October 2009


Oct 6 | By Joerg Colberg

A Conversation with CPC 2009 Winner Lydia Panas

Lydia Panas’ portraits, which typically contain at least two, if not more people, possess that little something that lifts them above a lot of other portraiture and that at the same time is so undefinable, so indescribable. In Lydia’s case, the magic seems to be coming from the interaction between the subjects. Group portraits often contain an element of heroism - this alone would be a good topic for a longer discussion (see an example here) - and that heroism is absent in Lydia’s work. Instead, there are trust and displays of intimacy.
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Oct 5 | By Joerg Colberg

A Conversation with CPC 2009 Winner David Wright

Photographically, the continent of Africa, home of around one billion people and cradle of humanity, seems to be in a bit of a tight spot. While there is a lot of different work being produced about or in Africa, the most visible types of photography, the ones we get to see most often, are either photojournalistic depictions of war and/or poverty or what Jim Johnson called the freak show. David Wright’s Alebtong, Uganda was thus a very pleasant surprise for me: A young photographer going to Africa and producing images that do not center on photojournalistic clichés or on the overly exotic.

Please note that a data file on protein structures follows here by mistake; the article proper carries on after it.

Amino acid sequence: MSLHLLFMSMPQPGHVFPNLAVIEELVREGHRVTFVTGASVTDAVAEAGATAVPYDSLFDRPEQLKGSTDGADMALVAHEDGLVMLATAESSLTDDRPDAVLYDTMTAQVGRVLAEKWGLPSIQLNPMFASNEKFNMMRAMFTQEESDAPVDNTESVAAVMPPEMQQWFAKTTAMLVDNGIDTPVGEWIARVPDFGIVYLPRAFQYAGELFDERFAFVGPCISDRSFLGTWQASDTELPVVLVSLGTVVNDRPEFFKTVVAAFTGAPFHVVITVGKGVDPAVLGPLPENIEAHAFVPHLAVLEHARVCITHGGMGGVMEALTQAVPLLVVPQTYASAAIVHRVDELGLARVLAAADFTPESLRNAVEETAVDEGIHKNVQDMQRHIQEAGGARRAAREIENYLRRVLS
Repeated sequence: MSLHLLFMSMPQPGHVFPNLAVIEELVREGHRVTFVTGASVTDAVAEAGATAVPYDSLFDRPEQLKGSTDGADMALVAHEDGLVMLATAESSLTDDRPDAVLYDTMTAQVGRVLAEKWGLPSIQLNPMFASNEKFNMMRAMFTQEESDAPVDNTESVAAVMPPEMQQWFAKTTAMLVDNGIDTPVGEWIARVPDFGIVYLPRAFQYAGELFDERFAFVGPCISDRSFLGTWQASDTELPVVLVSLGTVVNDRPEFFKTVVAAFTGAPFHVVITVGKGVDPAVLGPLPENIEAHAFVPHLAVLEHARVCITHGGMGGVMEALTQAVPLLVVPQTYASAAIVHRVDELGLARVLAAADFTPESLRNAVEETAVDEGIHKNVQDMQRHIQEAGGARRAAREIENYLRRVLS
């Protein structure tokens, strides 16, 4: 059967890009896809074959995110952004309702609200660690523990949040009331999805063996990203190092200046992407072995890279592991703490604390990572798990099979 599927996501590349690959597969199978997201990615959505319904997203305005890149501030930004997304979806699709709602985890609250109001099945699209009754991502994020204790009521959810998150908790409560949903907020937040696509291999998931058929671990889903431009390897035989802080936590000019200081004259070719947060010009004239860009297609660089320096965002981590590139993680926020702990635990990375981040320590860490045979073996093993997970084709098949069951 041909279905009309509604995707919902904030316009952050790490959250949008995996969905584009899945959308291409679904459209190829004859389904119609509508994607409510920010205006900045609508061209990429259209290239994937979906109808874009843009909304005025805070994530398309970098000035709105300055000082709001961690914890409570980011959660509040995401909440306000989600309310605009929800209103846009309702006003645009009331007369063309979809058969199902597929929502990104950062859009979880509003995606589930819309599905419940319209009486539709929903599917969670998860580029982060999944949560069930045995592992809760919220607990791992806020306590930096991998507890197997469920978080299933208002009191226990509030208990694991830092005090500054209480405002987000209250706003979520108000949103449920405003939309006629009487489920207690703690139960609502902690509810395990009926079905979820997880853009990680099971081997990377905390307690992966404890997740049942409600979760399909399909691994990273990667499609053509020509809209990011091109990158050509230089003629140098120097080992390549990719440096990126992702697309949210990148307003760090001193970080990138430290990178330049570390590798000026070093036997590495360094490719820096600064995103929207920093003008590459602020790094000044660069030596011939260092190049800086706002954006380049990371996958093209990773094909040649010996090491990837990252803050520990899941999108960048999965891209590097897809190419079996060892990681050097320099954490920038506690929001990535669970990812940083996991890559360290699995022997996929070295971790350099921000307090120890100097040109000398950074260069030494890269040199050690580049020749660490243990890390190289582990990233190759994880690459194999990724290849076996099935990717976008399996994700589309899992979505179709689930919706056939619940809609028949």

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Oct 1 | By Joerg Colberg

A Conversation with Christopher Anderson

After publishing my review of Christopher Anderson’s Capitolio, I ended up exchanging emails with him about the work and its purpose and reception. Things got so interesting that I thought this would be a great opportunity to take things public and to have a conversation with him on this blog. Thankfully, Chris agreed. Note that larger versions of all images (all of them, of course, are copyright Christopher Anderson) can be seen by clicking on them. The b/w images are from the book, and they are presented just like in the book (see the conversation for details).
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